Despite court directives, numerous complaints and public interest litigations later too, Mumbai hasn’t been freed of illegal banners. Reason: pressure from political parties that is delaying tabling of a policy to curb illegal banners, which has been ready since 2013.
The policy restricts the number of banners for any event, including Ganpati and Navratri festivals, to two and the size to 10x10ft. It also states that no political banners should be allowed during festivals. Currently, political banners are allowed within 100m of the mandap. The policy was tabled in 2016, but was referred back to the administration. According to the rule, the administration can review the policy, make changes to it or send in the original form to the improvement committee to get it passed whenever it wants.
Meanwhile, political parties continue to flout the law. In January, a month ahead of the civic elections, the BMC removed 1,028 illegal political posters and banners put up in the city. Of the 16,413 banners, boards, hoardings and flags removed by the civic body in 2016, 13,312 were political. First information reports (FIR) were filed only in 470 cases, while the police got 3,711 complaints.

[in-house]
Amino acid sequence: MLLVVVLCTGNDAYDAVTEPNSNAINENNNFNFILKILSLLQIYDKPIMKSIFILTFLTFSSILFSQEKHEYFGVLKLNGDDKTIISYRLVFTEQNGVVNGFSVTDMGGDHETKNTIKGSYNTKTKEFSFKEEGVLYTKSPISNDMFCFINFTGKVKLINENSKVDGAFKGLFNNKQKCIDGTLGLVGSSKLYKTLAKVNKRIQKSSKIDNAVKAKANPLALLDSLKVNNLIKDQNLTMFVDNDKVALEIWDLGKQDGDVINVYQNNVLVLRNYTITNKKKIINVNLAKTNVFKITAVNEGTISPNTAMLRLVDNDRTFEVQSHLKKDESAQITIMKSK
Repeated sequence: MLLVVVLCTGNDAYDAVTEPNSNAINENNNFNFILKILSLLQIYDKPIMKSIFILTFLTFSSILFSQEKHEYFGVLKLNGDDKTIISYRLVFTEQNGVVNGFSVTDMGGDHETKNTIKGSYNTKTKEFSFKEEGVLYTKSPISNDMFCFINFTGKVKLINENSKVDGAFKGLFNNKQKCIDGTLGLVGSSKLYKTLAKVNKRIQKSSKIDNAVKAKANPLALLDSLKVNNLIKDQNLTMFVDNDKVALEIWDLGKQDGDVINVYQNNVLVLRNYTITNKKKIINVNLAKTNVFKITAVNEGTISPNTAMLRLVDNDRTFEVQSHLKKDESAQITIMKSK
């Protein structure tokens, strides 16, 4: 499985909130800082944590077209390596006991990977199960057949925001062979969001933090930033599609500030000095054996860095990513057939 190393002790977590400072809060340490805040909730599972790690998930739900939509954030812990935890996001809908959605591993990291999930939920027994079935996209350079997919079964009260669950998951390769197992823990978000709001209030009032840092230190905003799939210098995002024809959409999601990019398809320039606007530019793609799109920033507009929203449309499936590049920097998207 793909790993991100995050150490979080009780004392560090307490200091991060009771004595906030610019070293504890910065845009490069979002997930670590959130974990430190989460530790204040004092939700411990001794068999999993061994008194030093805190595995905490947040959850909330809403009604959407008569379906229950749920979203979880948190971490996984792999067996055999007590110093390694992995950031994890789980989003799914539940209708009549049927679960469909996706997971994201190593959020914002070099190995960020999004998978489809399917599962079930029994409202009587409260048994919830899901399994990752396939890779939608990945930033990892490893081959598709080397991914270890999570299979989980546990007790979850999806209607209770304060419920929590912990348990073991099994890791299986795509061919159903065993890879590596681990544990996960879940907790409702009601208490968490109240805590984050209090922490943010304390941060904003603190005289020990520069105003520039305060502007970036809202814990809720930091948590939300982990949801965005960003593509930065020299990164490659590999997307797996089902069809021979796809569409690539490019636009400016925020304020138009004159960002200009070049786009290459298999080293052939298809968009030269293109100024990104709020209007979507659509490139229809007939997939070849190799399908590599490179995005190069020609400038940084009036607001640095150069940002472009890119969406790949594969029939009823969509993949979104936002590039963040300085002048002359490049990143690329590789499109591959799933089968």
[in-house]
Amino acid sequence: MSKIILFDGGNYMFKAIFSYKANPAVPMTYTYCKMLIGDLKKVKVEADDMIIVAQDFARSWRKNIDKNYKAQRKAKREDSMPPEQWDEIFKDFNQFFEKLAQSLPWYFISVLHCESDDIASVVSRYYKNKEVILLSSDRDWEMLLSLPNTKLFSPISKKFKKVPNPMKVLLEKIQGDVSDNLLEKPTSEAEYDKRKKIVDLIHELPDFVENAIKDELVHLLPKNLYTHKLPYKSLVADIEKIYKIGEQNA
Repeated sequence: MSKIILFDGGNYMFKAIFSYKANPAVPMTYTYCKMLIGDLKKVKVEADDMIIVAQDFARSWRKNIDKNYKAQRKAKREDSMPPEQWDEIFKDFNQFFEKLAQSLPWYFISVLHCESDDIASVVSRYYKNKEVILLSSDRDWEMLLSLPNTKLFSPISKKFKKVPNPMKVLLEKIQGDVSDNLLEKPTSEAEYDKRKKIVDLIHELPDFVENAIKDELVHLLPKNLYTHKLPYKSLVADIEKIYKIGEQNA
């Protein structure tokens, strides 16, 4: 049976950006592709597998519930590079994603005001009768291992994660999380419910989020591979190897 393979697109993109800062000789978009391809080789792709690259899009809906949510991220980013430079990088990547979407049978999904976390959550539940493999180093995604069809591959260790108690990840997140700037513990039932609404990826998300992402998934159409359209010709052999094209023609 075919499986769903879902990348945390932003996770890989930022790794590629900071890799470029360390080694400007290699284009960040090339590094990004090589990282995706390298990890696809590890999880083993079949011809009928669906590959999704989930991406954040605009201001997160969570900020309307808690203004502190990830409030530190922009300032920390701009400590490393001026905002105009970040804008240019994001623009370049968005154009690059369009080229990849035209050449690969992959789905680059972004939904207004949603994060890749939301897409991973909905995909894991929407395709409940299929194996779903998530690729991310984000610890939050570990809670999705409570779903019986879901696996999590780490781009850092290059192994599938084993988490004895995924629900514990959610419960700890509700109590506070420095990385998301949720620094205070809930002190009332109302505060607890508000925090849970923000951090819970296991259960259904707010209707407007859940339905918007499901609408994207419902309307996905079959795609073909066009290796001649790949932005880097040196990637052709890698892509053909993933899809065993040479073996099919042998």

Upset with civic inaction, the Bombay high court in February asked the central and state election commission if they could cancel the registration of political parties that deface public property. In their response, the BMC officials told the HC they couldn’t do much as they feared backlash from political supporters. The HC then directed the Mumbai police to provide two armed constables for such drives. However, that too hasn’t changed the situation much.
“There is competition among parties to put up hoardings. If we take action, our officers get threats. We don’t always get police protection,” said a civic official.